"In this letter, eToro admitted that bitcoin's rising price triggered its action. When crypto values rise, investors in leveraged positions make profits, and eToro loses money. It seems that eToro admitted that it took this measure to protect itself at its clients' expense."
Nonetheless, in case it comes to that, Vesenjak said that they "are exploring options for both individual and collective action lawsuits." Additionally, per the European Union law, he said, eToro's users may choose to file individual lawsuits in their home states or in the defendant's state, which is Cyprus. Per their website, eToro Europe is regulated by the Cyprus Securities & Exchange Commission, as well as by the Financial Conduct Authority (FCA) in the UK.
Vesenjak added that "a class action, on the other hand, is a strong tool in Cyprus. A class action is cheaper or even cost-free for victims, so it is an attractive option. Each victim, however, will have to decide between one or the other. The same person cannot sue in both proceedings."
The lawyers suggested that they contacted some users, and then more clients contacted the team, inviting all who feel wronged to join them. "Some of us lawyers, and our family members, are eToro users," they said.
There are about forty clients, the initial statement said. But Toplak additionally notified us that the team received an email from the Netherlands from a person claiming they've gathered 300 signatures through their online form, so the number of clients may be around 340. Either way, that number is "growing from minute to minute," said Toplak. Vesenjak added that they are "in the process of collecting data from the clients," and that it's "impossible to tell how many clients will join the lawsuit and what are their amounts."
Butler said that the change impacted a small number of eToro clients. "Less than 2% of active eToro users held leveraged crypto positions," she stated.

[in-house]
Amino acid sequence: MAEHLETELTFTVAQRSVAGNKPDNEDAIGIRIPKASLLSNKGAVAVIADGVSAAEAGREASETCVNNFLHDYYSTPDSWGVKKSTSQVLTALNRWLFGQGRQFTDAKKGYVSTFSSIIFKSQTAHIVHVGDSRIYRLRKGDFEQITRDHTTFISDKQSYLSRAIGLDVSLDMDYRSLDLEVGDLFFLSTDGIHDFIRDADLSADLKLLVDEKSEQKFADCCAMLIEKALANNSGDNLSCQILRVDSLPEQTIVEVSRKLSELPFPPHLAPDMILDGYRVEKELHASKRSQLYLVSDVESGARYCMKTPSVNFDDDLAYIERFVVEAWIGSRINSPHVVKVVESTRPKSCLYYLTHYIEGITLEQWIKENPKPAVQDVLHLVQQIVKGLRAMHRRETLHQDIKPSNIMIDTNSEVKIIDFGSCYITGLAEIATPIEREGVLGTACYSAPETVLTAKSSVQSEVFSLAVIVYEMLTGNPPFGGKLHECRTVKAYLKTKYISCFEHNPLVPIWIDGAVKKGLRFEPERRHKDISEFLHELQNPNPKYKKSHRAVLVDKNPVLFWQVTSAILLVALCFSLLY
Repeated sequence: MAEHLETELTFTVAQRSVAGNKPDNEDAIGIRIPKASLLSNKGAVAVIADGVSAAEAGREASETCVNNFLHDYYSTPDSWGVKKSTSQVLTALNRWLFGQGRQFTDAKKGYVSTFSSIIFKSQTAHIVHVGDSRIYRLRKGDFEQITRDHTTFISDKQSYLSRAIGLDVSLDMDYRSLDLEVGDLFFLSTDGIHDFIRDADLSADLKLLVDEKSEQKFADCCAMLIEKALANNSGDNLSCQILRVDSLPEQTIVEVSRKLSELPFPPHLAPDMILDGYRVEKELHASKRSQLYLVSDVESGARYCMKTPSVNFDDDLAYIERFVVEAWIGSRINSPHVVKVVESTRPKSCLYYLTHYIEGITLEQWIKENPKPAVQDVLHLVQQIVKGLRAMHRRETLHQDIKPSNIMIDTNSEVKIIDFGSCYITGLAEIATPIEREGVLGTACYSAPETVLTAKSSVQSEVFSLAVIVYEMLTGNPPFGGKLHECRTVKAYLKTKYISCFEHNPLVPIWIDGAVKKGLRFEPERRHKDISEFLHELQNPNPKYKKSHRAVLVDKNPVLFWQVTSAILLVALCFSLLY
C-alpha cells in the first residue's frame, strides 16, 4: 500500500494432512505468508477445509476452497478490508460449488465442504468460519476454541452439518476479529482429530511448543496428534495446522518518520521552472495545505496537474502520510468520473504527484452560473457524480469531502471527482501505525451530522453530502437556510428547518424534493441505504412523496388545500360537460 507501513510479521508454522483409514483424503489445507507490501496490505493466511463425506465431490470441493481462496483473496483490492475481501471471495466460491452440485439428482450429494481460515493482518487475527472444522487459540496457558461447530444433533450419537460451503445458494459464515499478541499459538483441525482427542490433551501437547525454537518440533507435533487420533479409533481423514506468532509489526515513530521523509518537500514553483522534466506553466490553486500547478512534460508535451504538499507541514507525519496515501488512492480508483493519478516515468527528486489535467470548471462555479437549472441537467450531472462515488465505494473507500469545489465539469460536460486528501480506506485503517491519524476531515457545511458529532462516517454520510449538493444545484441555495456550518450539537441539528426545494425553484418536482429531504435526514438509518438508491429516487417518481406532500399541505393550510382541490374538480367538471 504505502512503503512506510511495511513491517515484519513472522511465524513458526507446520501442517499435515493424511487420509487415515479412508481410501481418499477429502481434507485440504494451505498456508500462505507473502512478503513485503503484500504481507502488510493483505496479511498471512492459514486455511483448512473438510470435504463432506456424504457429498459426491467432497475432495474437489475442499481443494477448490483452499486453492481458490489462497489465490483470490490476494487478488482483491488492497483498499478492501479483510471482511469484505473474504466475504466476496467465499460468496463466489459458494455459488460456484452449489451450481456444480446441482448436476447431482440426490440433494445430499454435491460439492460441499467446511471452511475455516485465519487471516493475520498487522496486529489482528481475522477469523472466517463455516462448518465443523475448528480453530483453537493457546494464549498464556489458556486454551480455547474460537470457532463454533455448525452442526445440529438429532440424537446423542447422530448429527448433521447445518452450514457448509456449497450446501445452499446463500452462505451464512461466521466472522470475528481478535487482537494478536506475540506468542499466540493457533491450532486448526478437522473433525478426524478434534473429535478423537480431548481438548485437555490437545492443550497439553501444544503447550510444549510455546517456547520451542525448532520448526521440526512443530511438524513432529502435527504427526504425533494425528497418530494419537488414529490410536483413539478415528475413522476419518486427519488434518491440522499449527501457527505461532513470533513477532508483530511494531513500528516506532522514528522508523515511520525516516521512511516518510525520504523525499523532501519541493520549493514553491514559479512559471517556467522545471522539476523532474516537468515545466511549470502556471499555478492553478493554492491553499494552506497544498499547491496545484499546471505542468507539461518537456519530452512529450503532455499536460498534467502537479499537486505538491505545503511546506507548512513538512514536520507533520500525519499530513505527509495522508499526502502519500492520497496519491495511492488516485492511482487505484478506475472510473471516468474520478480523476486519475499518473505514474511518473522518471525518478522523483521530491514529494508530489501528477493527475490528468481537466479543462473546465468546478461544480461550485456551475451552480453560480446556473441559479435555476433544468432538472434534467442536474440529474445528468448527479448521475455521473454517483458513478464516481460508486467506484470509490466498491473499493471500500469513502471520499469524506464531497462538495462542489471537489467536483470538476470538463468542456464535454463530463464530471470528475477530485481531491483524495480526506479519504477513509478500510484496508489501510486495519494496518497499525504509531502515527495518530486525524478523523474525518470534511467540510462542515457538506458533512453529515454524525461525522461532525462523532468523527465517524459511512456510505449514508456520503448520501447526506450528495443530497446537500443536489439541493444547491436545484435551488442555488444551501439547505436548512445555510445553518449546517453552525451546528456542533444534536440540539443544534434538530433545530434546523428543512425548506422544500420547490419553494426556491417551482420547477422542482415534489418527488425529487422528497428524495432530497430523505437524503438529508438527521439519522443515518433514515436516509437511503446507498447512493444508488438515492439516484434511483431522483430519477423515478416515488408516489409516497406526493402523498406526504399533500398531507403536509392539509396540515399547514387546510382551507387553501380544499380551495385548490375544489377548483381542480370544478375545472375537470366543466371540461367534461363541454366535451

However, Toplak argued that there are discrepancies in what is being reported. "Yesterday, media reported that eToro said it was only "several dozen" clients, now they say 2% of 16 million, which is 320.000. There is a huge difference between several dozen and 320.000. And 320.000 is not a small number. If someone tells "several dozen" one day and 320k the next day, who knows the number tomorrow."
While it's too early to speak of any amounts for compensation that may be asked in a lawsuit, the lawyers stated that "if eToro does not refund [the affected users], the Cyprus state will." As to whether this is really possible, Toplak argued that "a state should only grant a license to a business that fulfills specific criteria, has good management, and assures that clients are protected." Therefore, when it grants a license, it also takes responsibility, he said.
"The European Court of Human Rights has ruled on many occasions that countries are liable when their authorities do not protect people's property, and cryptocurrencies and profits are property. Cyprus requirements for brokerage platforms are less stringent than those of other states. If eToro Europe goes bust, Cyprus will be accountable," concluded Toplak.